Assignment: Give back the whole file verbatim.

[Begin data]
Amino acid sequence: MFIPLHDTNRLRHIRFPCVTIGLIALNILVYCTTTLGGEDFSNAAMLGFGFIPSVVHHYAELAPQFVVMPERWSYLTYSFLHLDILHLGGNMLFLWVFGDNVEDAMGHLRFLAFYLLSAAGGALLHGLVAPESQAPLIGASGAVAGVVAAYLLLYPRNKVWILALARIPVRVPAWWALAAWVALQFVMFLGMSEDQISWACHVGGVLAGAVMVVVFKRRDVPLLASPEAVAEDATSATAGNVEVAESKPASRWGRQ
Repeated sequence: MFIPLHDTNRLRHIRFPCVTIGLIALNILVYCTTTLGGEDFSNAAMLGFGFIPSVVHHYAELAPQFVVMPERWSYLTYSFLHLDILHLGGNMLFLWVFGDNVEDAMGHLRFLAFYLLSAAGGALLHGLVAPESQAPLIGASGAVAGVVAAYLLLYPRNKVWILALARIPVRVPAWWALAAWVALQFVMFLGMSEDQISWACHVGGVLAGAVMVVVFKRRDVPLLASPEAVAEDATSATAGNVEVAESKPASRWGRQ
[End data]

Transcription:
Amino acid sequence: MFIPLHDTNRLRHIRFPCVTIGLIALNILVYCTTTLGGEDFSNAAMLGFGFIPSVVHHYAELAPQFVVMPERWSYLTYSFLHLDILHLGGNMLFLWVFGDNVEDAMGHLRFLAFYLLSAAGGALLHGLVAPESQAPLIGASGAVAGVVAAYLLLYPRNKVWILALARIPVRVPAWWALAAWVALQFVMFLGMSEDQISWACHVGGVLAGAVMVVVFKRRDVPLLASPEAVAEDATSATAGNVEVAESKPASRWGRQ
Repeated sequence: MFIPLHDTNRLRHIRFPCVTIGLIALNILVYCTTTLGGEDFSNAAMLGFGFIPSVVHHYAELAPQFVVMPERWSYLTYSFLHLDILHLGGNMLFLWVFGDNVEDAMGHLRFLAFYLLSAAGGALLHGLVAPESQAPLIGASGAVAGVVAAYLLLYPRNKVWILALARIPVRVPAWWALAAWVALQFVMFLGMSEDQISWACHVGGVLAGAVMVVVFKRRDVPLLASPEAVAEDATSATAGNVEVAESKPASRWGRQ